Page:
When Charles Dickens first had Ebenezer Scrooge utter the words, “Christmas, bah humbug,” six days before the holiday in 1843, what did the English author have in mind?
Was Scrooge comparing the holiday to an insect? No. But it was nothing good either.
The word humbug first made its way into the English language as slang about 100 years before Dickens wrote “A Christmas Carol,” according to the Miriam Webster online dictionary and my college version of Webster’s New World Dictionary.
Neither dictionary nor an online search shed much light into the meaning of the word in the 1750’s other than it was used by college students.
By the time Dickens penned the utterance into the vocabulary for use by a man whose name has become synonymous with miser it had a meaning. It was “something designed to deceive or mislead” or “an attitude or spirit of pretense or deception,” according to Miriam Webster.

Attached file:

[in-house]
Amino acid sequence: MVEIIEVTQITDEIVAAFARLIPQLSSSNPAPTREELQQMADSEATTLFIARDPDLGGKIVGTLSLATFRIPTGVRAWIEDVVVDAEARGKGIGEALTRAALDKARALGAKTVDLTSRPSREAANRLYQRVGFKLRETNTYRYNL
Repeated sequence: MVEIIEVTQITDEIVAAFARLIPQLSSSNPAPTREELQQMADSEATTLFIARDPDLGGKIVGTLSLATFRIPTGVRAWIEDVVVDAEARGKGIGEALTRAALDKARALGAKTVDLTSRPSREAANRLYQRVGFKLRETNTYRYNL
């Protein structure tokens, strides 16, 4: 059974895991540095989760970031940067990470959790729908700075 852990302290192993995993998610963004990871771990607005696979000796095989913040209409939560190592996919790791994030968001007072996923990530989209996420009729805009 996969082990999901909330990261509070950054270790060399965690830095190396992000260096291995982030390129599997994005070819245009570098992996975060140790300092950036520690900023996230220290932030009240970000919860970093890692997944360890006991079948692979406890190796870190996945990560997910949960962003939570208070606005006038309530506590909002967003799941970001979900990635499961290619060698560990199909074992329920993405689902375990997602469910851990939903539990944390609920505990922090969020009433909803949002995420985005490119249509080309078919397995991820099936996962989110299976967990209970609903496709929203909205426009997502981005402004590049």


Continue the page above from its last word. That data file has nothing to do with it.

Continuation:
The New World Dictionary also uses words like fraud, sham, hoax, misleading, dishonest and empty talk.
In other words, before Scrooge got his visit from the ghost of his former business partner, Jacob Marley, and the spirits of Christmas past, present and future 169 years ago tonight, he was calling the Yuletide holiday something about as bad as one would in Victorian England.